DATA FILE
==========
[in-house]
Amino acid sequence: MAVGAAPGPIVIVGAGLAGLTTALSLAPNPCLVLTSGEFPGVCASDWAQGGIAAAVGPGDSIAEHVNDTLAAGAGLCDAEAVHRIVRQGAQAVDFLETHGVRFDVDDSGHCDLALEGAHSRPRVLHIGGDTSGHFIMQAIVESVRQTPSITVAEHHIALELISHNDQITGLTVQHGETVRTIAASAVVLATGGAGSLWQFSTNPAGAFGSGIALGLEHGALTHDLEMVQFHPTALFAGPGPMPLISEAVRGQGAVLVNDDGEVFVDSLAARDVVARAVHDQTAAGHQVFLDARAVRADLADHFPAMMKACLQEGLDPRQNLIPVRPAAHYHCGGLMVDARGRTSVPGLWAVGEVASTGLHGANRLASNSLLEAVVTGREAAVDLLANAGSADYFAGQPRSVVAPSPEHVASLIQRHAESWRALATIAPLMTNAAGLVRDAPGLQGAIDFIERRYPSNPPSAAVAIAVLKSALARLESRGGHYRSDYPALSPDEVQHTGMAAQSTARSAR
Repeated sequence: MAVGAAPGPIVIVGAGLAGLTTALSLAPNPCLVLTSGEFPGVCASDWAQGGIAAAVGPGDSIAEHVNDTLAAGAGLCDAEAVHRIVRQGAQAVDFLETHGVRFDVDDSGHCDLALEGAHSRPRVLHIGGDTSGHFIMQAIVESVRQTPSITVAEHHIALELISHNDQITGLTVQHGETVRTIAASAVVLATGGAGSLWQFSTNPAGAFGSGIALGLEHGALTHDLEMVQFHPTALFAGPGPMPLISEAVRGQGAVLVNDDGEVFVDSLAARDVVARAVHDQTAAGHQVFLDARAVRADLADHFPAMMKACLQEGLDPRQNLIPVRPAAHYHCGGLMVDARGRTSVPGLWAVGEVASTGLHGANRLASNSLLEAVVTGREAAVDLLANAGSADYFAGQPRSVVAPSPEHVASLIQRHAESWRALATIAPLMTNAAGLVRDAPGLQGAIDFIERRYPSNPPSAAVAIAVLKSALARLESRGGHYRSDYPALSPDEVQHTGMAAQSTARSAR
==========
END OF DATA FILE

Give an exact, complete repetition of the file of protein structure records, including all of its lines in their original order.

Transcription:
[in-house]
Amino acid sequence: MAVGAAPGPIVIVGAGLAGLTTALSLAPNPCLVLTSGEFPGVCASDWAQGGIAAAVGPGDSIAEHVNDTLAAGAGLCDAEAVHRIVRQGAQAVDFLETHGVRFDVDDSGHCDLALEGAHSRPRVLHIGGDTSGHFIMQAIVESVRQTPSITVAEHHIALELISHNDQITGLTVQHGETVRTIAASAVVLATGGAGSLWQFSTNPAGAFGSGIALGLEHGALTHDLEMVQFHPTALFAGPGPMPLISEAVRGQGAVLVNDDGEVFVDSLAARDVVARAVHDQTAAGHQVFLDARAVRADLADHFPAMMKACLQEGLDPRQNLIPVRPAAHYHCGGLMVDARGRTSVPGLWAVGEVASTGLHGANRLASNSLLEAVVTGREAAVDLLANAGSADYFAGQPRSVVAPSPEHVASLIQRHAESWRALATIAPLMTNAAGLVRDAPGLQGAIDFIERRYPSNPPSAAVAIAVLKSALARLESRGGHYRSDYPALSPDEVQHTGMAAQSTARSAR
Repeated sequence: MAVGAAPGPIVIVGAGLAGLTTALSLAPNPCLVLTSGEFPGVCASDWAQGGIAAAVGPGDSIAEHVNDTLAAGAGLCDAEAVHRIVRQGAQAVDFLETHGVRFDVDDSGHCDLALEGAHSRPRVLHIGGDTSGHFIMQAIVESVRQTPSITVAEHHIALELISHNDQITGLTVQHGETVRTIAASAVVLATGGAGSLWQFSTNPAGAFGSGIALGLEHGALTHDLEMVQFHPTALFAGPGPMPLISEAVRGQGAVLVNDDGEVFVDSLAARDVVARAVHDQTAAGHQVFLDARAVRADLADHFPAMMKACLQEGLDPRQNLIPVRPAAHYHCGGLMVDARGRTSVPGLWAVGEVASTGLHGANRLASNSLLEAVVTGREAAVDLLANAGSADYFAGQPRSVVAPSPEHVASLIQRHAESWRALATIAPLMTNAAGLVRDAPGLQGAIDFIERRYPSNPPSAAVAIAVLKSALARLESRGGHYRSDYPALSPDEVQHTGMAAQSTARSAR